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No, India has unique needs that preclude it from fulfilling global agreements.
In 1972 the leaders of the developed world met in the first U.N. Climate Change Conference to sound the alarm bells over global warming. 2010 marks yet another year of ongoing negotiations. The goal has been, and will be, to establish an explicit, legally binding international environmental treaty to stabilize greenhouse gas concentrations in the atmosphere.
The inconvenient truth is that the developing world has for centuries had an implicit culturally-binding understanding of how to live sustainably. But with globalization, this understanding has broken down as more of the developing world has aspired to a developed world lifestyle. Everyone wants a car and the carbon-based fuel that makes it go. Indeed, in 2008, the developing world emitted more carbon dioxide than developed nations.
We now have treaties that require both long-standing and new actors on the free-market economic stage to take on equal responsibility for climate change. And herein lies the inequity. As Vandana Shiva writes in Soil Not Oil, “Economic actors that never polluted were never allocated credits and therefore are never able to sell them. There is nothing to encourage truly sustainable development.”
Unlike America, Europe, and to a certain extent Japan and Australia, the developing world has not broadly benefited from the Industrial Revolution; and to a large extent, industrialization has been the primary contributing factor to the earth’s climate change issues. The billions living in emerging markets have hardly emerged out of a subsistence existence. Per capita, they spend less than a dollar a day; translated into a carbon footprint, this is a drop in the bucket compared to the oceanic climate mess that the developed world has created.
As such, it is not appropriate for India to accept any binding cut to greenhouse gas emissions. Necessary sovereign actions must be taken to address issues of poverty and economic insecurity. If that means increased carbon output, so be it.
Last year, on her first visit to India as Secretary of State, Hilary Clinton suggested that both India and the United States needed to “devise a plan that will dramatically change the way we produce, consume and conserve energy.” While India can take a leadership role in adopting a middle way that equitably recognizes the different stages of economic development and different history of pollution, for now, the world must heed the response of India’s environment minister, Jairam Rajesh: “We are simply not in a position to take on legally binding emissions targets.”
Dr. Rajesh C. Oza is a change management consultant.
Yes, by binding itself to the treaty, India moves to the forefront of the low-carbon economy.
The “unique needs” argument suggests that it is unfair to compel developing countries like India to commit to reductions before they have even had a chance to fully develop their economies. This faulty line of thinking warns us that those governments that commit to a binding reduction in greenhouse gas emissions will lead their countries to economic peril. After all, America and Europe had their chance to advance and pollute—isn’t this just a new form of Western imperialism?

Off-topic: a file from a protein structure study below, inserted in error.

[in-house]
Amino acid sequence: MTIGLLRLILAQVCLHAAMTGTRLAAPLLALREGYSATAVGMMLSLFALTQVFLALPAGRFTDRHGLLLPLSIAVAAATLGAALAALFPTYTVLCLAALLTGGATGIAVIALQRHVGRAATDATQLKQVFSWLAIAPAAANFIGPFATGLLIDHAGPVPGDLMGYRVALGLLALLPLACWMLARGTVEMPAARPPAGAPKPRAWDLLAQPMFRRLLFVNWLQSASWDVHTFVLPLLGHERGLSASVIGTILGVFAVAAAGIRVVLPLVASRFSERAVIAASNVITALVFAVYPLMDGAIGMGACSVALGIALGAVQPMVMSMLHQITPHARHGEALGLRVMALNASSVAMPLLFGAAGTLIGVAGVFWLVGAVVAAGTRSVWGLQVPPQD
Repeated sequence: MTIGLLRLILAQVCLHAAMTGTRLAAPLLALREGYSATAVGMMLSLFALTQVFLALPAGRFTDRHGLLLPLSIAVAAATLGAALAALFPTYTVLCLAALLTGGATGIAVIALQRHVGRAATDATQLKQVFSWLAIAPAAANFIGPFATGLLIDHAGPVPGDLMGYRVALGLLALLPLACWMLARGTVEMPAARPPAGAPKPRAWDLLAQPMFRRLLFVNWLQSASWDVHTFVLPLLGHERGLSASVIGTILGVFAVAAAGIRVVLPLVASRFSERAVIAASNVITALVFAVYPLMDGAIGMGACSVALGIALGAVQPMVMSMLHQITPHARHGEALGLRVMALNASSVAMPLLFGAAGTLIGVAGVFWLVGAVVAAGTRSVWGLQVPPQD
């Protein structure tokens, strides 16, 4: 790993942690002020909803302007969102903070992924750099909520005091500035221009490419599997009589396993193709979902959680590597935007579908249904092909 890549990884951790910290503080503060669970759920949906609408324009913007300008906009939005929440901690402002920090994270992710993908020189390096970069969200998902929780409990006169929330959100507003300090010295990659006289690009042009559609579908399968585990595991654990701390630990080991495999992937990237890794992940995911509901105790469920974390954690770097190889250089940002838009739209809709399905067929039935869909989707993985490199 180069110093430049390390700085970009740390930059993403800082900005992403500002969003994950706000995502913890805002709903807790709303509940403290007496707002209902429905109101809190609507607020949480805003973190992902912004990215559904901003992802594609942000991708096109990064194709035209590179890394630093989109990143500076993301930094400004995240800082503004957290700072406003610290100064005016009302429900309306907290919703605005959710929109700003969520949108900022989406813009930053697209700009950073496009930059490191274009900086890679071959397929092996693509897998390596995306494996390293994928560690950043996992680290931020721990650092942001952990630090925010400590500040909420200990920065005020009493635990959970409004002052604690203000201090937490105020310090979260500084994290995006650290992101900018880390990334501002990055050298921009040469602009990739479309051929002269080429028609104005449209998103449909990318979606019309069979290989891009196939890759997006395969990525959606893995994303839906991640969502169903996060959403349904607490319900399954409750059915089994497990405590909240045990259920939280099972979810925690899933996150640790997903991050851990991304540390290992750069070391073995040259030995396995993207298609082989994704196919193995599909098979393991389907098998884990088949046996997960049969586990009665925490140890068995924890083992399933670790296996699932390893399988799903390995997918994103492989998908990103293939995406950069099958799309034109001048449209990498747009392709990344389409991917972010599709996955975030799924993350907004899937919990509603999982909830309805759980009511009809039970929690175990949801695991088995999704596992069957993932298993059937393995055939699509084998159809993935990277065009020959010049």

In fact, it’s quite the contrary. Climate change poses one of the greatest economic opportunities for India in the 21st century.
The climate change debate too often boils down to the highly polarized jobs vs. environment argument. In reality, the debate is about existing jobs vs. future jobs. Does India want to keep a small percentage of the population mining coal today or develop a renewable energy industry that could employ tens of millions of people tomorrow? Whether or not India signs an international greenhouse gas reductions treaty, the future of the world lies in a low- or no-carbon global economy. It is in India’s interest to lead the world through that transition by researching, developing, and supplying other countries with green technologies.
Despite the potential for economic gain from curbing greenhouse gas emissions, individuals and interest groups have advocated for a “business as usual” approach for India. This approach should not be considered a viable option. Indeed, India would incur significant economic and societal losses from inaction.
The Indira Gandhi Institute of Development Research reported that if the Intergovernmental Panel on Climate Change’s predictions were to come true, India could face a GDP decline of 9%. Lowland coastal areas, including parts of Mumbai and Chennai, would be under water. Crop yields could decline by as much as 40%. Combine these impacts with the untold and unquantifiable health and environmental effects to reveal a self-evident conclusion: the cost of adapting to climate change in the future far supersedes the cost of mitigation today.
While the short-term costs may be high, India must look to a long-term sustainability strategy to continue its current economic growth. Unlike China’s handful of policy architects who can roadmap future economic direction, India’s democracy lacks the cohesive political will to look long-term. India must sign on to a binding international environmental treaty to force itself to grow its renewable energy technologies industry. In doing so, India can lead the world into a low-carbon economy and reap the accompanying moral, financial, and social rewards.
Siddhartha R. Oza is studying Earth Systems at Stanford University.